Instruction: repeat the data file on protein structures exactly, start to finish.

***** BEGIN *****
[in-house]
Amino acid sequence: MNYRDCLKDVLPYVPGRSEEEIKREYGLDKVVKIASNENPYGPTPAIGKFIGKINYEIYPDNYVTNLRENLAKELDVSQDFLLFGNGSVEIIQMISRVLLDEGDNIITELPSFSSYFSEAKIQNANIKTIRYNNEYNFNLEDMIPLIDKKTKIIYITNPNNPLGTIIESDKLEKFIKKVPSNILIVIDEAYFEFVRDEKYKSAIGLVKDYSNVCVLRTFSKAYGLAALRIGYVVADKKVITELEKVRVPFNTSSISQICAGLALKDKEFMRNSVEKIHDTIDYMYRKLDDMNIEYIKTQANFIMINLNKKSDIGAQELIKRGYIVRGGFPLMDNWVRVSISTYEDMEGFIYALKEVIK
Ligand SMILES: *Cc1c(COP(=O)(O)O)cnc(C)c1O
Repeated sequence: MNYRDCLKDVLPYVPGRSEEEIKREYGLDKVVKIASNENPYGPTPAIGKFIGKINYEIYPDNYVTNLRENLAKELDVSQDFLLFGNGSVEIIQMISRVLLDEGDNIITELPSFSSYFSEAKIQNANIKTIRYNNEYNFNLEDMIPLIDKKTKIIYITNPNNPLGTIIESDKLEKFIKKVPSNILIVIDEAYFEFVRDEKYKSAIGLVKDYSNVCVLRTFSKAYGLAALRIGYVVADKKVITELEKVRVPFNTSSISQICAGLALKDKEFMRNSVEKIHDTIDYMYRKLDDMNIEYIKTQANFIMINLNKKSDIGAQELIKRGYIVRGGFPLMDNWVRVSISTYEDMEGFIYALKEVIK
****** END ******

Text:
[in-house]
Amino acid sequence: MNYRDCLKDVLPYVPGRSEEEIKREYGLDKVVKIASNENPYGPTPAIGKFIGKINYEIYPDNYVTNLRENLAKELDVSQDFLLFGNGSVEIIQMISRVLLDEGDNIITELPSFSSYFSEAKIQNANIKTIRYNNEYNFNLEDMIPLIDKKTKIIYITNPNNPLGTIIESDKLEKFIKKVPSNILIVIDEAYFEFVRDEKYKSAIGLVKDYSNVCVLRTFSKAYGLAALRIGYVVADKKVITELEKVRVPFNTSSISQICAGLALKDKEFMRNSVEKIHDTIDYMYRKLDDMNIEYIKTQANFIMINLNKKSDIGAQELIKRGYIVRGGFPLMDNWVRVSISTYEDMEGFIYALKEVIK
Ligand SMILES: *Cc1c(COP(=O)(O)O)cnc(C)c1O
Repeated sequence: MNYRDCLKDVLPYVPGRSEEEIKREYGLDKVVKIASNENPYGPTPAIGKFIGKINYEIYPDNYVTNLRENLAKELDVSQDFLLFGNGSVEIIQMISRVLLDEGDNIITELPSFSSYFSEAKIQNANIKTIRYNNEYNFNLEDMIPLIDKKTKIIYITNPNNPLGTIIESDKLEKFIKKVPSNILIVIDEAYFEFVRDEKYKSAIGLVKDYSNVCVLRTFSKAYGLAALRIGYVVADKKVITELEKVRVPFNTSSISQICAGLALKDKEFMRNSVEKIHDTIDYMYRKLDDMNIEYIKTQANFIMINLNKKSDIGAQELIKRGYIVRGGFPLMDNWVRVSISTYEDMEGFIYALKEVIK